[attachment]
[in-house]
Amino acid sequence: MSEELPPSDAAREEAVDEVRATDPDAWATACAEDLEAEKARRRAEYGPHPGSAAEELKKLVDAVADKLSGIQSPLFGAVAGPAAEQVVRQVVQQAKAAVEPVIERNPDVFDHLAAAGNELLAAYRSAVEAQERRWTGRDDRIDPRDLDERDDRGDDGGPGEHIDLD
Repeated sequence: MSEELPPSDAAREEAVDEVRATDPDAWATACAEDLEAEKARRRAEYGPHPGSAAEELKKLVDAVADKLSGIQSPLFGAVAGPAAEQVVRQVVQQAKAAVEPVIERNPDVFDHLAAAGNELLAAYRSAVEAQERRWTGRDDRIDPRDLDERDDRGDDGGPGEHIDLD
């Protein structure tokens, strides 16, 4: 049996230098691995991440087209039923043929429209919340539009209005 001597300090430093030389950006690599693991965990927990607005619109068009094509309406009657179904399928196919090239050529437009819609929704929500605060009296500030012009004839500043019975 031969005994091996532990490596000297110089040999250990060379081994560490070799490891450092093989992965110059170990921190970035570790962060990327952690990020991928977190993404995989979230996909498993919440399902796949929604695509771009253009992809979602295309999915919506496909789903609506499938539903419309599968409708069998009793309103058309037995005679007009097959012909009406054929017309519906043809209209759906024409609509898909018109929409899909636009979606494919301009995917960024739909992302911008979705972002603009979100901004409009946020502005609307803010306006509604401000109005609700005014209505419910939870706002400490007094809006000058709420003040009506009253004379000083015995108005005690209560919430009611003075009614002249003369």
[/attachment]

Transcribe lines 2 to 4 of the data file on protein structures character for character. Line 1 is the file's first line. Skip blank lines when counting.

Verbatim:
Amino acid sequence: MSEELPPSDAAREEAVDEVRATDPDAWATACAEDLEAEKARRRAEYGPHPGSAAEELKKLVDAVADKLSGIQSPLFGAVAGPAAEQVVRQVVQQAKAAVEPVIERNPDVFDHLAAAGNELLAAYRSAVEAQERRWTGRDDRIDPRDLDERDDRGDDGGPGEHIDLD
Repeated sequence: MSEELPPSDAAREEAVDEVRATDPDAWATACAEDLEAEKARRRAEYGPHPGSAAEELKKLVDAVADKLSGIQSPLFGAVAGPAAEQVVRQVVQQAKAAVEPVIERNPDVFDHLAAAGNELLAAYRSAVEAQERRWTGRDDRIDPRDLDERDDRGDDGGPGEHIDLD
């Protein structure tokens, strides 16, 4: 049996230098691995991440087209039923043929429209919340539009209005 001597300090430093030389950006690599693991965990927990607005619109068009094509309406009657179904399928196919090239050529437009819609929704929500605060009296500030012009004839500043019975 031969005994091996532990490596000297110089040999250990060379081994560490070799490891450092093989992965110059170990921190970035570790962060990327952690990020991928977190993404995989979230996909498993919440399902796949929604695509771009253009992809979602295309999915919506496909789903609506499938539903419309599968409708069998009793309103058309037995005679007009097959012909009406054929017309519906043809209209759906024409609509898909018109929409899909636009979606494919301009995917960024739909992302911008979705972002603009979100901004409009946020502005609307803010306006509604401000109005609700005014209505419910939870706002400490007094809006000058709420003040009506009253004379000083015995108005005690209560919430009611003075009614002249003369």